NEW YORK (AP) – Gold prices bolted above $900 an ounce Monday after the legislative defeat of a U.S. financial bailout drove investors to pull money out of stocks and buy safe-haven assets.

Other commodities traded mostly lower as investors fretted that failure to eventually approve the rescue plan could deepen the economic crisis and dramatically curb demand for energy, building supplies and other goods.

House lawmakers rejected the $700 billion emergency measure by a vote of 228-205 after a week of intense bilateral talks, sending stocks and most commodities plunging. Investors scrambling for secure places to put money quickly turned to short-term Treasury bills and gold, which has long been considered a safe alternative investment during times of economic crisis.

“These are the very conditions that ought to yield a durable de-coupling in the metal from other assets and a subsequent rise in its value due to dwindling alternatives for investors to park their money in,” Jon Nadler, analyst with Kitco Bullion Dealers Montreal, said in a note.

Gold for December delivery jumped as high as $932 an ounce on the New York Mercantile Exchange before settling at $894.40, up $5.90.

In aftermarket trading, prices jumped back up to $913 an ounce.

Other precious metals fell. December silver lost 47.8 cents to settle at $13.025 an ounce, while December copper fell 16.8 cents to settle at $2.9065 a pound.

In energy markets, oil prices plunged over $10 a barrel as traders bet that the bailout’s failure could prolong the economic downturn and drastically reduce energy demand.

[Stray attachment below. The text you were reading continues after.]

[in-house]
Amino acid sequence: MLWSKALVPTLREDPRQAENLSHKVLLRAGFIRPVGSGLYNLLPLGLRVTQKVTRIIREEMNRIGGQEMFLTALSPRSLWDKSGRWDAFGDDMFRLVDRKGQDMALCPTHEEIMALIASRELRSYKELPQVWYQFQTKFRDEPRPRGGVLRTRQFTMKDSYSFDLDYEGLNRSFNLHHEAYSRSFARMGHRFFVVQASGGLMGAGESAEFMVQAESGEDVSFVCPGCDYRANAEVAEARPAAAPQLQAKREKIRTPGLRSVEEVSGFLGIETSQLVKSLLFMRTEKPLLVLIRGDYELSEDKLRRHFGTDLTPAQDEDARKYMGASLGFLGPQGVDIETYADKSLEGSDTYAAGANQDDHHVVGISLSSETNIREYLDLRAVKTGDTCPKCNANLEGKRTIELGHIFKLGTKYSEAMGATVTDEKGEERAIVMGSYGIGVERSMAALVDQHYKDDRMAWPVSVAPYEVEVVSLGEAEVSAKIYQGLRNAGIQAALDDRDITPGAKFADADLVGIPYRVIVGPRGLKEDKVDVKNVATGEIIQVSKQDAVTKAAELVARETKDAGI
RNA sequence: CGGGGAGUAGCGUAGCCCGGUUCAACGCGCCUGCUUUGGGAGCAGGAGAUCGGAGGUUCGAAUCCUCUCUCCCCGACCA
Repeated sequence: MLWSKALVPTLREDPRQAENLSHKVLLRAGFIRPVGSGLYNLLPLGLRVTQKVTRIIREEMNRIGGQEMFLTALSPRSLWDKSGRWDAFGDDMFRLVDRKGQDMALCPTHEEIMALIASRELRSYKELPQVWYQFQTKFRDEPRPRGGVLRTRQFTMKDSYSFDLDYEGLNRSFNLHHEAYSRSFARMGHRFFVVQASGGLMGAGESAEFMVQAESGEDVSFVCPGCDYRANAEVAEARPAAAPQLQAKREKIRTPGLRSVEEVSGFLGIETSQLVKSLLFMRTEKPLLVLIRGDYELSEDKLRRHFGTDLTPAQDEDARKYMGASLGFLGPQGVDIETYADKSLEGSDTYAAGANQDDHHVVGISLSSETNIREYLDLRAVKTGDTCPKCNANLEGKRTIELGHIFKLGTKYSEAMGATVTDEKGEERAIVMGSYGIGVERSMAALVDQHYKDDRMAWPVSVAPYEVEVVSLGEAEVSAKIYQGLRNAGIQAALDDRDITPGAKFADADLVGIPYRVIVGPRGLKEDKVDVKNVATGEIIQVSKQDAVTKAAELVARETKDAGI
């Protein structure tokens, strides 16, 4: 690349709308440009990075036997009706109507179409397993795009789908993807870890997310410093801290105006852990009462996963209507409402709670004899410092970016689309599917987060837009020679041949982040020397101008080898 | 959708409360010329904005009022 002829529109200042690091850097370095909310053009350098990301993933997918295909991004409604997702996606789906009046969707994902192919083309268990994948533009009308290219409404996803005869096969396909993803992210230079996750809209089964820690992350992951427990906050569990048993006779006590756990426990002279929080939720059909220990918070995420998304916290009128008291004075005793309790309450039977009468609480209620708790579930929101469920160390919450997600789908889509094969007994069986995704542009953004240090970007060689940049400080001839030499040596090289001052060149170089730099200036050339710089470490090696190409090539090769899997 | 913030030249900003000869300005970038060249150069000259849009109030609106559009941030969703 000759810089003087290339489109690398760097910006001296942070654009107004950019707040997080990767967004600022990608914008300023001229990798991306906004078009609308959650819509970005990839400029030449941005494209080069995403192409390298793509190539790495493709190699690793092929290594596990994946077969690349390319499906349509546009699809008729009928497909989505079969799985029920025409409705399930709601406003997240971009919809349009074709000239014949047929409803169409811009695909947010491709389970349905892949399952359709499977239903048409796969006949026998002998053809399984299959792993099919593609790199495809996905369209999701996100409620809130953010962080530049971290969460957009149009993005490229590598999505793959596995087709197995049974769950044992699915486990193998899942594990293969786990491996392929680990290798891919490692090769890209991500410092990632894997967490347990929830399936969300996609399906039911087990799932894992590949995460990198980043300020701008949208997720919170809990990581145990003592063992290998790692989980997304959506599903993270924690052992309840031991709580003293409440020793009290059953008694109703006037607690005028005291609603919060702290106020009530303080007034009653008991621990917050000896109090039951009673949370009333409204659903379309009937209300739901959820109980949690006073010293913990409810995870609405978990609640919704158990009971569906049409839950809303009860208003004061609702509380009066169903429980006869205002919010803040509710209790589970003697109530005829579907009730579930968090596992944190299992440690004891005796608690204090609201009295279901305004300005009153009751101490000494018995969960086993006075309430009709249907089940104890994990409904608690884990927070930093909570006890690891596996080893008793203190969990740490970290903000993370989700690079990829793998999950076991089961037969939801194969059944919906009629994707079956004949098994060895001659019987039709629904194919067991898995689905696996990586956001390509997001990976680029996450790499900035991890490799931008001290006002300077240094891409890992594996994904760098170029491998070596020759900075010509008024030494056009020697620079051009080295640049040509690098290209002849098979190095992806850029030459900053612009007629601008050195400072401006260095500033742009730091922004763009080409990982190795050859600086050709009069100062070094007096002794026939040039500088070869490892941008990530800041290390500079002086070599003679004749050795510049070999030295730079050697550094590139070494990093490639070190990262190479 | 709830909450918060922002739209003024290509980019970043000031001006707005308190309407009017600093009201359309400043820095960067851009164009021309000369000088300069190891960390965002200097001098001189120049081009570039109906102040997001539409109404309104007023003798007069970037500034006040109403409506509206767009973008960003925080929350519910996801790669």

Light, sweet crude for November delivery sank $10.52, or 10.1 percent, to settle at $96.36 on the Nymex, after earlier dropping as low as $95.04.

Crude has fallen almost $25, or 20 percent, in the past week amid intense talks to hammer out a deal for the $700 billion bailout.

In other Nymex trading, heating oil futures fell 22.89 cents to settle at $2.7885 a gallon, while gasoline futures dropped 26.81 to settle at $2.397 a gallon. Natural gas futures lost 40.7 cents to settle at $7.221 per 1,000 cubic feet.

Worries about what the rejection of the bailout means for the economy also weighed on grain prices.

Wheat for December delivery fell 48 cents to settle at $6.68 a bushel on the Chicago Board of Trade, while December corn lost 30 cents to settle at $5.13 a bushel. November soybeans fell 70 cents to settle at $10.94 a bushel.


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